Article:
I hadn’t heard of Forks over Knives, Pam – will definitely check it out. It is amazing how certain foods can really mess with the way you feel. Allergies are just one small part, it seems. So many other factors at work. My friends think the bacon thing is really funny for me – they send me pictures of bacon rolled into bouquets of roses, and ads for chocolate-covered bacon now, LOL

  3. Adena says:

    I eat pork maybe three or four times a year, red meat maybe once a week if that; mainly stick to chicken and fish and try more vegetarian dishes. When I do eat pork, I usually get very sick afterwards so I know it’s not good for me. I even juice for my family to make sure we get our daily quota of veggies.

  4. A.F.E. Smith says:

    Funny that I should happen to stop by on this post – I’m a vegetarian and am probably going to do that for V 🙂

    Your attitude seems exactly right to me, though. I don’t choose to eat meat myself, but I think the important thing is knowing what you’re eating and where it’s come from. And moderation is key.

    As for falling off wagons … well, I’m constantly telling myself I should eat less chocolate (as I said, moderation!). I’m always falling off that one.

    • jesstopper says:

      Thanks for stopping by! Yes, chocolate is a big downfall for me as well. I still think like a vegetarian in a lot of ways, although I was never the type to freak out if my veggie burger was next to a beef burger on the grill, etc. Good luck with A-Z and I look forward to reading your V!

  5. 🙂 I am an omnivore–leaning more and more away from meat as the years go by. We have a lot of different meals cooked here daily–due to preferences of the people in the house. We all draw arbitrary lines about what we will eat.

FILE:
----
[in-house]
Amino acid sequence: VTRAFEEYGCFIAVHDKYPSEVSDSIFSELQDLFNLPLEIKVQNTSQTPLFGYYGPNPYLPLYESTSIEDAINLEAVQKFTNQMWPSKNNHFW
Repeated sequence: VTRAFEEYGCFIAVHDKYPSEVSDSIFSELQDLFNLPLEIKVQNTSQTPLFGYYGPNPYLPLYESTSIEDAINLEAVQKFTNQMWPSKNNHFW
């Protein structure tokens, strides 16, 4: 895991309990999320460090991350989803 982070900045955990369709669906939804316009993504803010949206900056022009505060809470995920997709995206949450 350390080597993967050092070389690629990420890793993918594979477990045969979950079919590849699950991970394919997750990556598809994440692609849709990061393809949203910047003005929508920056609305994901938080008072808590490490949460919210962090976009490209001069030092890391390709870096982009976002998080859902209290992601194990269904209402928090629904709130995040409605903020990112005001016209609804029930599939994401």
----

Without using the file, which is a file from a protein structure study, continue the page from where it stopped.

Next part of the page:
You know, vegan and vegetarian diets are a pretty foreign thing to us people out here in farm country. (tongue in cheek). A couple of decades ago I made a friend who turned out to be a vegetarian. I adored (and still adore) him. He was trasnplanted here from anotehr state–due to work. The locals all sort of viewed him as a nice enough guy–but a bit “off” you know…with that refusing to eat meat attitude.

    I have always been a live and let live person. But many of the people I worked with–and our vegetarian friend worked with, felt a need to convert him to omnivorism for his own good. (laughing here).

    One Thanksgiving, he volunteered to drive to another one of our company’s facilities to pick up the turkey dinners that the food service was making for employees.

    When he arrived at our facility at lunch time, he opened up the back of his little car and the smell wafted over all of us. One of our coworkers said, “My god, that smells good. I bet you couldn’t wait for lunch while you were driving back.”

    He looked at her with an expression I can’t even describe. lolol..

    We all sat together in the lunchroom, eating our meals, and this same coworker asked him, “How can you not eat this! Just…yeah…just what do you eat for Thanksgiving? Don’t you miss having turkey for the holiday?”

    He looked at her with a poker face, and replied, “Imagine. I want YOU to come to MY house for thanksgiving dinner. And your reply would be, ‘what are we having?’ to which I would answer, ‘Mashed potatoes and gravy, and stuffed, roasted rat.”

    Ha! lol, her face scrunched up and she looked like she could lose her lunch.

    He added, “That is exactly how I feel at the thought of roast turkey. You all draw arbitrary lines. For me, it is quite simple. If it walked, crawled, swam or flew, I want nothing to do with it.”

    Good post 🙂

    Simple…lol real simple…

  6. Stephanie says:

    I’ve tripped back and forth between vegetarian, pescetarian and omni for the past 15 years. I like being vegetarian, but I find it difficult sometimes with in-laws who are both the loveliest people in the world AND the biggest meat-eaters in the world. They really don’t understand “no”, so I often give in.

  7. cdcoffelt says:

    I’m always tumbling off my personal wagons.